China 's PLA Navy Aims To Control Indian Ocean

The People’s Liberation Army Navy is preparing for a permanent deployment to the Indian Ocean and plans to use dual-use ports as secret ammunition caches and to support military operations, according to a piece in Washington-based National Interest.
The US magazine said China aims to dominate the Indian Ocean after Beijing deployed amphibious ship the Changbaishan and a nuclear submarine to the region. The country has attempted to establish itself as a maritime player in the Indian Ocean by increasing anti-piracy deployments, naval exercises and investments in maritime infrastructure projects. These activities raised concerns on whether Beijing will adopt more aggressive maritime strategies in the future.

The PLA Navy’s submarines docked at the port of Colombo in Sri Lanka twice last year and China is said to have established military facilities in the country. Beijing also holds a controlling stake in Hambantota port in the southeast of the country. With the shares, Chinese state-owned companies gained the operating rights of the port’s four berths from Sri Lanka, which got an easing of loan conditions in exchange.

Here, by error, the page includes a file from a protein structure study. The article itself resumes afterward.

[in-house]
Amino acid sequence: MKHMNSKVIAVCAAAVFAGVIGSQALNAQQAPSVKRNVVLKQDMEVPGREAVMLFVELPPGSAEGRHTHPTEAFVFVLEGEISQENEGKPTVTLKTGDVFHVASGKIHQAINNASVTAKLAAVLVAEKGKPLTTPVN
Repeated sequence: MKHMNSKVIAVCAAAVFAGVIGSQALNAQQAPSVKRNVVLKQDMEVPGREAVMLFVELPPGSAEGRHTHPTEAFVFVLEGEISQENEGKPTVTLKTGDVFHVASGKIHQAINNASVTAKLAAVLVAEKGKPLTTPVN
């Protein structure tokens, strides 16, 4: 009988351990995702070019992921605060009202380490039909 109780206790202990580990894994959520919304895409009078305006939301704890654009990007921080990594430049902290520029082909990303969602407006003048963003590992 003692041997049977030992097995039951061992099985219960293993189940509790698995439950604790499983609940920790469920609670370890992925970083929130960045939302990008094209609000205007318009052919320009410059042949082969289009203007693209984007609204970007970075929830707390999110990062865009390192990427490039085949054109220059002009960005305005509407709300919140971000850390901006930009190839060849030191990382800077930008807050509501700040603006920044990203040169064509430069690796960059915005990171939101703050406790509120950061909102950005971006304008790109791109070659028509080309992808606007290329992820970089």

Although Beijing has said that these activities are part of their Maritime Silk Road project, there have been concerns that China seeks to reinforce its “string of pearls” strategy that encircles India.

China may also set up dual-use bases in the Indian Ocean with low-level logistical support capability, which would allow Beijing to use a commercial port to support military operations during conflicts or cover up a secret ammunition cache.

Although the PLA denied that it has ever set up such base, the Republic of Seychelles is said to have offered its port for Chinese ships combating pirates in the Gulf of Aden and the West Indian Ocean in 2011.

Beijing would need a “maritime presence” if it wanted to dominate the Indian Ocean. Their presence would challenge the Indian Navy’s role as the region’s major security provider and reduce New Delhi’s influence in the region.


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